The highly efficient, small-scale SOFC system developed at PNNL features PNNL-developed microchannel technology and two unusual processes, called external steam reforming and fuel recycling
Microchannels narrower than a paper clip are etched onto the heat exchanger’s shim, which has been removed in this photo for illustrative purposes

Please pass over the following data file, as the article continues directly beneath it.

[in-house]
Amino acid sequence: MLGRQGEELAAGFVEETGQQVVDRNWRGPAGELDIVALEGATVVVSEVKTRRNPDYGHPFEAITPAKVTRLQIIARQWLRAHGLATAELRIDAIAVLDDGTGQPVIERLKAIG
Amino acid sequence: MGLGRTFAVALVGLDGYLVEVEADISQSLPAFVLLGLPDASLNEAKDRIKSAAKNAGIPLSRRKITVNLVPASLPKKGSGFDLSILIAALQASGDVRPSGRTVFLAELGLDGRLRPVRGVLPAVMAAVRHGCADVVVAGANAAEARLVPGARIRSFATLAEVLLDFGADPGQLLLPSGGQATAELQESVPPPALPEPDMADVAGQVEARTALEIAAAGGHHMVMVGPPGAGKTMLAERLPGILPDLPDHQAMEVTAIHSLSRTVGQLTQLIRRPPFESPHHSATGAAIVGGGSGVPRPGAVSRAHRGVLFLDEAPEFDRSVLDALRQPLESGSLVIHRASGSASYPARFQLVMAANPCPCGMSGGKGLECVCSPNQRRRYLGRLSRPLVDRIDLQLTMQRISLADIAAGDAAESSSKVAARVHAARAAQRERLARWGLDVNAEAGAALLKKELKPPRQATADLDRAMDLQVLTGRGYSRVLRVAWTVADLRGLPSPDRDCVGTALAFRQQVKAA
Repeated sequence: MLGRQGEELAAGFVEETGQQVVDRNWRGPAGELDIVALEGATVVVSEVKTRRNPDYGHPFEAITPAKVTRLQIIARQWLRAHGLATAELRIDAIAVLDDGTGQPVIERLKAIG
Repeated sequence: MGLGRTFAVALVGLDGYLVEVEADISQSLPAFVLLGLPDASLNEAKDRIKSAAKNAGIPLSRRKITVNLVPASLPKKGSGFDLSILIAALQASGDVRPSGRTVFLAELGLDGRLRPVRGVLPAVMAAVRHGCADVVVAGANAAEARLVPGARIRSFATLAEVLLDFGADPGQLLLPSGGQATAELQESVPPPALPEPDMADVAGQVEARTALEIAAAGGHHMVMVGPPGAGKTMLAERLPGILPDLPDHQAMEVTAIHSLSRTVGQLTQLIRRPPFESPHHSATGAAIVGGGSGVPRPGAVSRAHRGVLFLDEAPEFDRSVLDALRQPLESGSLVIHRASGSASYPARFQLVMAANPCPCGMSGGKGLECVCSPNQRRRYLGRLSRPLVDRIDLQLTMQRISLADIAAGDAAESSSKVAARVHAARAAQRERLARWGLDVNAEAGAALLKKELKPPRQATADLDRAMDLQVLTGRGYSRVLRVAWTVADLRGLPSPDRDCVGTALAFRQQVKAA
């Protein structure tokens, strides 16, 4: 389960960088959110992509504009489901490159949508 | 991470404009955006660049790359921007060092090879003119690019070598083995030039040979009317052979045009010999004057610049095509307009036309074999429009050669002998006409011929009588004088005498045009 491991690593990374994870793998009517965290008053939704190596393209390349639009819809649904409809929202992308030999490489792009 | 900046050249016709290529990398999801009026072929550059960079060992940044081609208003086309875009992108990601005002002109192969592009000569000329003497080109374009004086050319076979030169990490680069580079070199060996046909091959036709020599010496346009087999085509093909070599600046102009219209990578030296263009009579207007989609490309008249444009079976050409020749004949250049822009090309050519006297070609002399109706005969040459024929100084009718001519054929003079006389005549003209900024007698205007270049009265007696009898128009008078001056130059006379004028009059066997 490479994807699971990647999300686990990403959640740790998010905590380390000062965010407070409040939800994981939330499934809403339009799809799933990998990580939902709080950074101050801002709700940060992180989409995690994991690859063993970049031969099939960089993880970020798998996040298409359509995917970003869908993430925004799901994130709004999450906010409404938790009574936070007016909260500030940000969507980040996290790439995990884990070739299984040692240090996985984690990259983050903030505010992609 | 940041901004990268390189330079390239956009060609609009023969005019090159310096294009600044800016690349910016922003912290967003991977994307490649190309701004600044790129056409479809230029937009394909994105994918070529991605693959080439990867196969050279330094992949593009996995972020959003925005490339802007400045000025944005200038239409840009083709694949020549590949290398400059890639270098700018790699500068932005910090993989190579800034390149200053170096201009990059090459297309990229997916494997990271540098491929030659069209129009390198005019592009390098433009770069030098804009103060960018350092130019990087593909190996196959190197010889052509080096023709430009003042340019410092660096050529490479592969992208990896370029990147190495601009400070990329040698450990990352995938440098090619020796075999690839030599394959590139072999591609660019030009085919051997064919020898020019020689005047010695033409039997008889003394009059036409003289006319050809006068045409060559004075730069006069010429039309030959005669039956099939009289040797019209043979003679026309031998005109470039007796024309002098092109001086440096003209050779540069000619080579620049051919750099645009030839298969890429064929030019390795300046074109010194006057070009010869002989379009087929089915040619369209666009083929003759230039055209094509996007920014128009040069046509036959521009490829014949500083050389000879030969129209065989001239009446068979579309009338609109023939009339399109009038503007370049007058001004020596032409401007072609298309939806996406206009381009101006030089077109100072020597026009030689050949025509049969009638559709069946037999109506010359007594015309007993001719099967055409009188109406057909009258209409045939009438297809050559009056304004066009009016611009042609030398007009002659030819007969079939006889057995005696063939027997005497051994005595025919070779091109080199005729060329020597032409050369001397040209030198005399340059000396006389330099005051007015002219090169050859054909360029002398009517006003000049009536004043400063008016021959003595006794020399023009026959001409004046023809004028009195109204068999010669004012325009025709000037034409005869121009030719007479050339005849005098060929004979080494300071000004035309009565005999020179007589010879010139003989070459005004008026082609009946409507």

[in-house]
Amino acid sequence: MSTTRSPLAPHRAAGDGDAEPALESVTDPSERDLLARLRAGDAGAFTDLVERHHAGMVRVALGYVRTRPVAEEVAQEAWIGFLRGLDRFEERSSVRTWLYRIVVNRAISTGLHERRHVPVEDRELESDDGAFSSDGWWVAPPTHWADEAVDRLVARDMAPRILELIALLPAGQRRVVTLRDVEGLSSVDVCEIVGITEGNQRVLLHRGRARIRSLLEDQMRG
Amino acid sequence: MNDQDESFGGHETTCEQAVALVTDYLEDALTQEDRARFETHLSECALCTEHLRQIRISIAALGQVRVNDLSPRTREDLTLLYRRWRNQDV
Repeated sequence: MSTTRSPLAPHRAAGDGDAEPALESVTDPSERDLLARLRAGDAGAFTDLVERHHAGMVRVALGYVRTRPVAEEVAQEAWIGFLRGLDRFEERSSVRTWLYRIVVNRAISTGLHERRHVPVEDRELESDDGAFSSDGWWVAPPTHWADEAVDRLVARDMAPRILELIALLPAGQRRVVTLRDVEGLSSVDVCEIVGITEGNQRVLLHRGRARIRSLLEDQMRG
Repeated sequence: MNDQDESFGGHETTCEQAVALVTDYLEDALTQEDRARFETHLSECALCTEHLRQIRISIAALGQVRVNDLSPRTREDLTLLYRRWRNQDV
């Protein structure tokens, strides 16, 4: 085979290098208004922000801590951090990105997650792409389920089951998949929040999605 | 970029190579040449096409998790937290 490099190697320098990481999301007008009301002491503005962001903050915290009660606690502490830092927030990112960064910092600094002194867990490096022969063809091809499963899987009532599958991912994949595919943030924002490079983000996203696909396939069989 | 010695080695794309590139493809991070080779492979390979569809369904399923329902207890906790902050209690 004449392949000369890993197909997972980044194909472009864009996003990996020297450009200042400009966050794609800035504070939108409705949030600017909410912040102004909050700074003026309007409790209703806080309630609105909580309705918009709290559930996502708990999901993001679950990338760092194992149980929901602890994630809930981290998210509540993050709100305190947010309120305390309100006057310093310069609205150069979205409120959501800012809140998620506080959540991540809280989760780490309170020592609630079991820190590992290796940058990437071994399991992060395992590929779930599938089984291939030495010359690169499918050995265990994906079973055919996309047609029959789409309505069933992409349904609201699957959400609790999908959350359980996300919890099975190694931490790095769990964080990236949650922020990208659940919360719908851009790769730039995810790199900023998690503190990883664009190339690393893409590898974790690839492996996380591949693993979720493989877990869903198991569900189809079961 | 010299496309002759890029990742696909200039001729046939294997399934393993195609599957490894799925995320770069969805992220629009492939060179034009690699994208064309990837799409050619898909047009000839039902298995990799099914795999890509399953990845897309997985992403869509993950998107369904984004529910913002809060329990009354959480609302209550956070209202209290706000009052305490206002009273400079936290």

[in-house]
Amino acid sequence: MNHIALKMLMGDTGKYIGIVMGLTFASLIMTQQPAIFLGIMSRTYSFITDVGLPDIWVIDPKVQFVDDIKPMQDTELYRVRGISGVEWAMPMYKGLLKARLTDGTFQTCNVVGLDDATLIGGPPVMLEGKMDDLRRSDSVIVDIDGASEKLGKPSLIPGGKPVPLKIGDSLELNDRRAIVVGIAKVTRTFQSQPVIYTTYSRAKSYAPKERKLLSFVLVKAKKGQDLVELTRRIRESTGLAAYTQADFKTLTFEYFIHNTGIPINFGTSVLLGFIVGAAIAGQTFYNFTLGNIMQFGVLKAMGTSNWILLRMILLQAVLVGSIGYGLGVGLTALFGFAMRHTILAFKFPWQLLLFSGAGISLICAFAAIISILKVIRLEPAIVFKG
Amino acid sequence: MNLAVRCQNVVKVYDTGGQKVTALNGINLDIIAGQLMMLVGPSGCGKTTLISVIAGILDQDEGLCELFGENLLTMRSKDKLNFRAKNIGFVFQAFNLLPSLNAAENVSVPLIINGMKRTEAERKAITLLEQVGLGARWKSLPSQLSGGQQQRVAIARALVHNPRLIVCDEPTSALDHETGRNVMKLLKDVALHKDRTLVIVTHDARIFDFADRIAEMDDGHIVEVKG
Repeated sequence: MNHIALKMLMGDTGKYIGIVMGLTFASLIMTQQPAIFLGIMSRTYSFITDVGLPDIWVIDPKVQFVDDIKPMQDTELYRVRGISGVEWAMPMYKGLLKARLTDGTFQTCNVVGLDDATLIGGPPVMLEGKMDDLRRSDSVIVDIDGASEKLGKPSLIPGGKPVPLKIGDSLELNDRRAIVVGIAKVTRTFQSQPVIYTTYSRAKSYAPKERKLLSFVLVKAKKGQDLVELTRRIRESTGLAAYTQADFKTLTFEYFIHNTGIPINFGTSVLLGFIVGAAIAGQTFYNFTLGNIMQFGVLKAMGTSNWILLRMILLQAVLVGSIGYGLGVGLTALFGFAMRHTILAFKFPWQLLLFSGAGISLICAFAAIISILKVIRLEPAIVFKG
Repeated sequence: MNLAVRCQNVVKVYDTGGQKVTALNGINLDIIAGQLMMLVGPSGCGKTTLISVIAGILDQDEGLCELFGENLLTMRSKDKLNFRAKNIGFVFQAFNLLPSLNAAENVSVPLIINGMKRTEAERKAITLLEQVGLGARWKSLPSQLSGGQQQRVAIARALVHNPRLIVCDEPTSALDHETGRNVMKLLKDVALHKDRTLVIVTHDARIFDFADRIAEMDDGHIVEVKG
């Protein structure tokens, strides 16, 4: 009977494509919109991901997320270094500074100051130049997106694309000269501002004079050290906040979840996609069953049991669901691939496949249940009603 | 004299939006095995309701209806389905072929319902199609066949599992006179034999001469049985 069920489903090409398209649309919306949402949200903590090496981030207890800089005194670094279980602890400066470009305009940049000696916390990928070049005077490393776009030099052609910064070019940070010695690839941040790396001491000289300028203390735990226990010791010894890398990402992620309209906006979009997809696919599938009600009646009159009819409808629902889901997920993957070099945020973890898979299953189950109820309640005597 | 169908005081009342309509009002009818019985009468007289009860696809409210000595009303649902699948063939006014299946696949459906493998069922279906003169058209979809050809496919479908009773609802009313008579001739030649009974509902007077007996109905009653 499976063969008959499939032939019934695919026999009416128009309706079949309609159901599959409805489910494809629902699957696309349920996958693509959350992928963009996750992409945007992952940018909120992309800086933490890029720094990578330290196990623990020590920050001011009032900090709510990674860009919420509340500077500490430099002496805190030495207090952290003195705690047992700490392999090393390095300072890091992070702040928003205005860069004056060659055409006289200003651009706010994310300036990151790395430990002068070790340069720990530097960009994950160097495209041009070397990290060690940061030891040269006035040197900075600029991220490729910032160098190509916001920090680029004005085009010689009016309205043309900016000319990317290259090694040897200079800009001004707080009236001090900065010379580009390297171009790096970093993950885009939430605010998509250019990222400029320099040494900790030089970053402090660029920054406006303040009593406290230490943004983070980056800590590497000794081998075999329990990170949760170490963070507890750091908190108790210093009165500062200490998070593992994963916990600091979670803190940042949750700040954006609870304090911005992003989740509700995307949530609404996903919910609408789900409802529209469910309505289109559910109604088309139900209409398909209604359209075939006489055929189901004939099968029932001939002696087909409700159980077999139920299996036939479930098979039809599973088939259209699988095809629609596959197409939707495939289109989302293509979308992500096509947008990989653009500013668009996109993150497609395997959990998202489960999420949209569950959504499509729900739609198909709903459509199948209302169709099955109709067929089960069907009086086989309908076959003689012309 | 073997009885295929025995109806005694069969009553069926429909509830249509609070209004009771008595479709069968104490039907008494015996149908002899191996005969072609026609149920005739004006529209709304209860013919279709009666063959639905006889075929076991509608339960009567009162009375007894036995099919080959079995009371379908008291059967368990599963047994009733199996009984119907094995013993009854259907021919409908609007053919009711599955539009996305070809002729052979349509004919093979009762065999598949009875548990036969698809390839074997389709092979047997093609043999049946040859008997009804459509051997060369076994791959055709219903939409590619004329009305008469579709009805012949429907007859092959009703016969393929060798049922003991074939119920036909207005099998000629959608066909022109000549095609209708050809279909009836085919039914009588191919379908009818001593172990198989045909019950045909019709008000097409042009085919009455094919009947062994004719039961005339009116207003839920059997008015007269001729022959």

A new, small-scale solid oxide fuel cell (SOFC) system developed at the Department of Energy’s Pacific Northwest National Laboratory (DoE PNNL) could be used for household and neighborhood power generation. Fueled by methane, the system achieves an efficiency of up to 57 percent, improving on the 30 to 50 percent efficiencies seen previously in SOFC systems of similar size. The PNNL researchers say the pilot system they have built generates enough electricity to power the average American home, and can be scaled up to provide power for 50 to 250 homes.
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